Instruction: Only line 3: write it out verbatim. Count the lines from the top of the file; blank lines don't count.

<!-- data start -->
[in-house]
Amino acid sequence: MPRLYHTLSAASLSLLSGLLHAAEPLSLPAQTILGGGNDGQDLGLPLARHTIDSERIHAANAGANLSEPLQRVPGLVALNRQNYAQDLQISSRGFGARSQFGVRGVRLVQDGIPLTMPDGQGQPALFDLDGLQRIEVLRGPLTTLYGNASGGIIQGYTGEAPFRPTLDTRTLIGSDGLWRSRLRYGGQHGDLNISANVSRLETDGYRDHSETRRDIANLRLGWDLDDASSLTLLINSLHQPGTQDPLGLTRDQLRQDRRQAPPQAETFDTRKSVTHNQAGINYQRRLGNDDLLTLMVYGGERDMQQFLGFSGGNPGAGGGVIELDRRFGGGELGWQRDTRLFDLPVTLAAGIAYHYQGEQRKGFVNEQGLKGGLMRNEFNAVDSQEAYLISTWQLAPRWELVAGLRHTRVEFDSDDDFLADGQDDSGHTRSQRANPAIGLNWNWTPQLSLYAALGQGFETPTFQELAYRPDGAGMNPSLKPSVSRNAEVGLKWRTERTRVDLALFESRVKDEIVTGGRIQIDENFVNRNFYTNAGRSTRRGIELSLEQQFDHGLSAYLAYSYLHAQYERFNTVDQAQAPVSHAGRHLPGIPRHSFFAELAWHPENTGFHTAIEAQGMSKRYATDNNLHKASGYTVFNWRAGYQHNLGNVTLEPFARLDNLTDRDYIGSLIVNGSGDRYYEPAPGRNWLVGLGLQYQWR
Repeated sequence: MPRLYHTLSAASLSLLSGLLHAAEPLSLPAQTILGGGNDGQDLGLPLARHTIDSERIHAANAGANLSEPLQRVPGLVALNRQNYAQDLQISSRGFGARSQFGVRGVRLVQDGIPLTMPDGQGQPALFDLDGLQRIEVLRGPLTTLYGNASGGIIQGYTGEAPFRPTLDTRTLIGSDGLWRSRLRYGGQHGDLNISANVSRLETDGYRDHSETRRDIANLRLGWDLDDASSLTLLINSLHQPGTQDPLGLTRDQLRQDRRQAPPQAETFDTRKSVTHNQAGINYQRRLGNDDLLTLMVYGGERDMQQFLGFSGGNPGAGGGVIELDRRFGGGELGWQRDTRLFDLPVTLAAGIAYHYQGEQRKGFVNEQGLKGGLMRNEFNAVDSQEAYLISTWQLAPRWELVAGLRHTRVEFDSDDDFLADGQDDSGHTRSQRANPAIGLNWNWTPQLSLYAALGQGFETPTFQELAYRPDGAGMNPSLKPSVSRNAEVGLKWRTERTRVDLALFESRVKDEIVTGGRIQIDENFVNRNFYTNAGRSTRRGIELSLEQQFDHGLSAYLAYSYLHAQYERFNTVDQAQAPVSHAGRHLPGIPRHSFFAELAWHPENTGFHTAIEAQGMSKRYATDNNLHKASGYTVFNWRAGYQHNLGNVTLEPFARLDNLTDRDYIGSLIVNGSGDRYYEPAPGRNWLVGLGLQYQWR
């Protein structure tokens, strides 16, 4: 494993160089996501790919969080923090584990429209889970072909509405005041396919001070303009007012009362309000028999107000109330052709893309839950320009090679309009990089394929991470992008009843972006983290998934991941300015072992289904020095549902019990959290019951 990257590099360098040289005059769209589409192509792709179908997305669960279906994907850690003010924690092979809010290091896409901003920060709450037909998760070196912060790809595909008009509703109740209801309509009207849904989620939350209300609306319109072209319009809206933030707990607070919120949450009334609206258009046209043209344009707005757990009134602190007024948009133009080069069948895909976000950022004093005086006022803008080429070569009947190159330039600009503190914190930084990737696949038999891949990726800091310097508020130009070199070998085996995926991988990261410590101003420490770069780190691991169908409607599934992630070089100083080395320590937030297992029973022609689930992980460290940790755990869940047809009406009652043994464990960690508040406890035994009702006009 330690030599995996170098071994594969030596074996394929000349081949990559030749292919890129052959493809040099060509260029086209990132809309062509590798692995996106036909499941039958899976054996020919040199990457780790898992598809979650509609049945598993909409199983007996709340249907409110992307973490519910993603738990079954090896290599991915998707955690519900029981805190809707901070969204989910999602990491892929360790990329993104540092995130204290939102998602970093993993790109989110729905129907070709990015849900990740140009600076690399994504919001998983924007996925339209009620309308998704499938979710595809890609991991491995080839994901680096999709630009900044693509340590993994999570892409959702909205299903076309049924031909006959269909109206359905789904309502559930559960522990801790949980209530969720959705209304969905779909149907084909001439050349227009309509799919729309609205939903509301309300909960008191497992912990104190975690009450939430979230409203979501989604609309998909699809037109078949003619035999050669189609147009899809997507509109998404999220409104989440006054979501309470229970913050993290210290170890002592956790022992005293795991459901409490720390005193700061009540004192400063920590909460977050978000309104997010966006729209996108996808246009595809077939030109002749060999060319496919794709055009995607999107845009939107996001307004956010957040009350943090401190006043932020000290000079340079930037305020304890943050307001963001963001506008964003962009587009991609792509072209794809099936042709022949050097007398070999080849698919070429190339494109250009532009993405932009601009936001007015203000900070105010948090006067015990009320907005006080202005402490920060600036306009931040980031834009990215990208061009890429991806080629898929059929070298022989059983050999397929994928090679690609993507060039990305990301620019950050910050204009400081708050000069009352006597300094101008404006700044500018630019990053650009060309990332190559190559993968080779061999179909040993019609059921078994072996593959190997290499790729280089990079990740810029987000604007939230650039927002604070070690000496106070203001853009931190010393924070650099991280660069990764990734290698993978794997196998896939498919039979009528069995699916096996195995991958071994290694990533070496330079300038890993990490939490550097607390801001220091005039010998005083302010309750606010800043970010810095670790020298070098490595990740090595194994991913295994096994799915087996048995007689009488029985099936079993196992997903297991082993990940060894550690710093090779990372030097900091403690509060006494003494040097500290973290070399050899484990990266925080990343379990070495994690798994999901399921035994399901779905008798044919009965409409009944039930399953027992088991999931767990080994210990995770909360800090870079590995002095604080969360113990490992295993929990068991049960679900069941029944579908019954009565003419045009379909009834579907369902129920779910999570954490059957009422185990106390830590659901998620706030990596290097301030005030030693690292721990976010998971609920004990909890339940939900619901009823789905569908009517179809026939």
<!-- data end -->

Repeated sequence: MPRLYHTLSAASLSLLSGLLHAAEPLSLPAQTILGGGNDGQDLGLPLARHTIDSERIHAANAGANLSEPLQRVPGLVALNRQNYAQDLQISSRGFGARSQFGVRGVRLVQDGIPLTMPDGQGQPALFDLDGLQRIEVLRGPLTTLYGNASGGIIQGYTGEAPFRPTLDTRTLIGSDGLWRSRLRYGGQHGDLNISANVSRLETDGYRDHSETRRDIANLRLGWDLDDASSLTLLINSLHQPGTQDPLGLTRDQLRQDRRQAPPQAETFDTRKSVTHNQAGINYQRRLGNDDLLTLMVYGGERDMQQFLGFSGGNPGAGGGVIELDRRFGGGELGWQRDTRLFDLPVTLAAGIAYHYQGEQRKGFVNEQGLKGGLMRNEFNAVDSQEAYLISTWQLAPRWELVAGLRHTRVEFDSDDDFLADGQDDSGHTRSQRANPAIGLNWNWTPQLSLYAALGQGFETPTFQELAYRPDGAGMNPSLKPSVSRNAEVGLKWRTERTRVDLALFESRVKDEIVTGGRIQIDENFVNRNFYTNAGRSTRRGIELSLEQQFDHGLSAYLAYSYLHAQYERFNTVDQAQAPVSHAGRHLPGIPRHSFFAELAWHPENTGFHTAIEAQGMSKRYATDNNLHKASGYTVFNWRAGYQHNLGNVTLEPFARLDNLTDRDYIGSLIVNGSGDRYYEPAPGRNWLVGLGLQYQWR